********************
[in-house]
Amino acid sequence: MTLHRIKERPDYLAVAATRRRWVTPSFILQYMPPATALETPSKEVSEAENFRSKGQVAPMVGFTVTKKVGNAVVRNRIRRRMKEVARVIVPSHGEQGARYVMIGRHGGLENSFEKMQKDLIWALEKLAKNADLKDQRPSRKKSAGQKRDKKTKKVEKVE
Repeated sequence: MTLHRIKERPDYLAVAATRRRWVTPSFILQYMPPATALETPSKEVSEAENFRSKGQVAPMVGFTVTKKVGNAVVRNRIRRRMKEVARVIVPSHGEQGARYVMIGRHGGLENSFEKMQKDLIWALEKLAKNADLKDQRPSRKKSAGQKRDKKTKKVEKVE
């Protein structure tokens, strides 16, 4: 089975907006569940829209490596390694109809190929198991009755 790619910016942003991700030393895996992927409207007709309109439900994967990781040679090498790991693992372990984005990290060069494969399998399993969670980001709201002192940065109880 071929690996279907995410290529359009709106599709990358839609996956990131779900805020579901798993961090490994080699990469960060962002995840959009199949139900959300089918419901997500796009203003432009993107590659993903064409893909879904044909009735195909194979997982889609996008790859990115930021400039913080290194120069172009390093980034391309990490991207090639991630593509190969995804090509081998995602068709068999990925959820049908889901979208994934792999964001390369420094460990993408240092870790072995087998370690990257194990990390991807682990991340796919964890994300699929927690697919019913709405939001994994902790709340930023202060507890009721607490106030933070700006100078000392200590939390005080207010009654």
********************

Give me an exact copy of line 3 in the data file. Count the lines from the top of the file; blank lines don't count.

Repeated sequence: MTLHRIKERPDYLAVAATRRRWVTPSFILQYMPPATALETPSKEVSEAENFRSKGQVAPMVGFTVTKKVGNAVVRNRIRRRMKEVARVIVPSHGEQGARYVMIGRHGGLENSFEKMQKDLIWALEKLAKNADLKDQRPSRKKSAGQKRDKKTKKVEKVE